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I want to learn multiprocessing in python. I started reading http://www.doughellmann.com/PyMOTW/multiprocessing/basics.html and I am not able to understand the section on importing target functions.

In particular what does the following sentence mean..

"Wrapping the main part of the application in a check for __main__ ensures that it is not run recursively in each child as the module is imported."

Can someone explain this in more detail with an example ?

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4 Answers 4

up vote 0 down vote accepted

On Windows, the multiprocessing module imports the __main__ module when spawning a new process. If the code that spawns the new process is not wrapped in a if __name__ == '__main__' block, then importing the main module will again spawn a new process. And so on, ad infinitum.

This issue is also mentioned in the multiprocessing docs in the section entitled "Safe importing of main module". There, you'll find the following simple example:

Running this on Windows:

from multiprocessing import Process

def foo():
    print 'hello'

p = Process(target=foo)
p.start()

results in a RuntimeError.

And the fix is to use:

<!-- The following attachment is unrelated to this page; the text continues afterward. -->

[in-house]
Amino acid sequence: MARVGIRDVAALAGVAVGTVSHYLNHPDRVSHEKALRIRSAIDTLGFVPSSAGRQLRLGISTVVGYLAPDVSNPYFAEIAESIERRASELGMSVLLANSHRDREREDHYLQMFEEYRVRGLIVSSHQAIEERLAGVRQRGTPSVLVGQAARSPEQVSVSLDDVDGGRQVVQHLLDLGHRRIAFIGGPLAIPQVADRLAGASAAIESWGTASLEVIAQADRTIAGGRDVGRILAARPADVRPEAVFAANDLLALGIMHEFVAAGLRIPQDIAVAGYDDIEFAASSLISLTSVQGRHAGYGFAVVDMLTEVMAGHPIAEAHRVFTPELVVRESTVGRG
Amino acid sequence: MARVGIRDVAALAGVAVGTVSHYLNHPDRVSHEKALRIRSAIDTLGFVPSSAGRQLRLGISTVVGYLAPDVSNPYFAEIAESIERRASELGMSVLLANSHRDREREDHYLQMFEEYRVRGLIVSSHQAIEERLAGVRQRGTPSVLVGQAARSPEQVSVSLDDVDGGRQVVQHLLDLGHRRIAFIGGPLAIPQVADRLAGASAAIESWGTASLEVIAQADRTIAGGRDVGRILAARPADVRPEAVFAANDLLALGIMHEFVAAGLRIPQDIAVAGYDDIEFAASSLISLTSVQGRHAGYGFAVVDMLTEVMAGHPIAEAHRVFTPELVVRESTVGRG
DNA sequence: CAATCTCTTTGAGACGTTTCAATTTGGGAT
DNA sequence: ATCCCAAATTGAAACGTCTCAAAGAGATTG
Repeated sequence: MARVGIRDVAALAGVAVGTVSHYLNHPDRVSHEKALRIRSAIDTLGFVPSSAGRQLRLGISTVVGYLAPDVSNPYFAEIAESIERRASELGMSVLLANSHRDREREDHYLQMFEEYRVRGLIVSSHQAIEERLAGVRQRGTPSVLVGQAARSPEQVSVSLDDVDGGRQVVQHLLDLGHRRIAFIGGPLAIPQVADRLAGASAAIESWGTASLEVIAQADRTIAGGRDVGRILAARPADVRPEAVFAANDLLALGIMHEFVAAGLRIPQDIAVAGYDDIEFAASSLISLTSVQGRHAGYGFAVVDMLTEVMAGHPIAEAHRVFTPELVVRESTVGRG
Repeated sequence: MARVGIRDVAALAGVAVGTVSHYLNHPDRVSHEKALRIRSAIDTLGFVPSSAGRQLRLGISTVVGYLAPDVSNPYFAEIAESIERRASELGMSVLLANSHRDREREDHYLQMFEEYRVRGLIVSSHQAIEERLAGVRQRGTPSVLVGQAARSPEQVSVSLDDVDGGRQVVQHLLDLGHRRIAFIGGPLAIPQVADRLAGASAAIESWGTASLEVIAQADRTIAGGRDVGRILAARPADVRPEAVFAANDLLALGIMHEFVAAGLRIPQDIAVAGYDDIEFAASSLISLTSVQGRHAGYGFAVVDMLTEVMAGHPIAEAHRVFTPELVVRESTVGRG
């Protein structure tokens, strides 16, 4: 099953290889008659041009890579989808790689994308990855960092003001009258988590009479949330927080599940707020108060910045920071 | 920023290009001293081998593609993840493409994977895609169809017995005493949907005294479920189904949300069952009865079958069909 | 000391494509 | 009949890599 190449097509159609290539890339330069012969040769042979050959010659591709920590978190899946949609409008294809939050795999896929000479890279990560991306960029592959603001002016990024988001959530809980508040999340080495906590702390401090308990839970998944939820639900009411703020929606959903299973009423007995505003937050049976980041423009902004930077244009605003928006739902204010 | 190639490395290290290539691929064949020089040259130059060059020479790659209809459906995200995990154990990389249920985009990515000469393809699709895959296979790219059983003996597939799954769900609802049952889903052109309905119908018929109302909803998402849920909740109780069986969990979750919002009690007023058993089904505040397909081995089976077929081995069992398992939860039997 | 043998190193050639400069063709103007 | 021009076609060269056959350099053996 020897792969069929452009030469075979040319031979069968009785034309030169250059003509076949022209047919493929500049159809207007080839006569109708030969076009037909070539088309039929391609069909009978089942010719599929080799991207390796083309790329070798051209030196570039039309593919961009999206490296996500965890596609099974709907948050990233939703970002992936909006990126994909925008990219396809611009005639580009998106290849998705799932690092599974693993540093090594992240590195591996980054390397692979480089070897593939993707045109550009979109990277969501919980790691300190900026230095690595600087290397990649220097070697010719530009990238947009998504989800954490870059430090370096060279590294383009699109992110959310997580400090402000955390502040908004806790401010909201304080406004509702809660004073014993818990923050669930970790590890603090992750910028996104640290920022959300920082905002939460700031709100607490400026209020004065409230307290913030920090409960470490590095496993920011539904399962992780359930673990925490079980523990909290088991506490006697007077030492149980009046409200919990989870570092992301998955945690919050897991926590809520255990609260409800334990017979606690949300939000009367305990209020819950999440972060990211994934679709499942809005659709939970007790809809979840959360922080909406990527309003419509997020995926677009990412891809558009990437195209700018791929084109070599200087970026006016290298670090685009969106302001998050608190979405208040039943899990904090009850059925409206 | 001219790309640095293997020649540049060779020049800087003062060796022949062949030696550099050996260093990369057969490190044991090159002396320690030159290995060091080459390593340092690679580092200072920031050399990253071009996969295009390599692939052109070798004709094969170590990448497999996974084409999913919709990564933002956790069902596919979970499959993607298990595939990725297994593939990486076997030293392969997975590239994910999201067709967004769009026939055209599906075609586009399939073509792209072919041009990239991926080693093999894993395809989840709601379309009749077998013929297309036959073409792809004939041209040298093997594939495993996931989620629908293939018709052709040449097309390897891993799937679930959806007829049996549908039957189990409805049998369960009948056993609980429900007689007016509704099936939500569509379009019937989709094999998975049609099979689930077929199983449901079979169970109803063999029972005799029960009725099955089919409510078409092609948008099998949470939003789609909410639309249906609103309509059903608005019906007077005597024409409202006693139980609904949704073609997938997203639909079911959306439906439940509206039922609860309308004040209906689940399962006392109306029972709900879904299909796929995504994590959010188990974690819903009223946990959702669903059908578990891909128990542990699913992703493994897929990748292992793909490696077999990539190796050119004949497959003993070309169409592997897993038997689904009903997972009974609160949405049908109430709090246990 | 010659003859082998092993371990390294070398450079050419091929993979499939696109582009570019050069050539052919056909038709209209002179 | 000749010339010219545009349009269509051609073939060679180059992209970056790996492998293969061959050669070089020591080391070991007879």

if __name__ == '__main__':    
    p = Process(target=foo)
    p.start()
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"""This is my module (mymodule.py)"""

def sum(a,b):
    """>>> sum(1,1)
       2
       >>> sum(1,-1)
       0
    """
    return a+b

# if you run this module using 'python mymodule.py', run a self test
# if you just import this module, you get foo() and other definitions,
# but the self-test isn't run
if __name__=='__main__':
    import doctest
    doctest.testmod()
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Ensures that the script being run is in the 'top level environment' for interactivity.

For example if you wanted to interact with the user (launching process) you would want to ensure that it is main.

if __name__ == '__main__':
    do_something()
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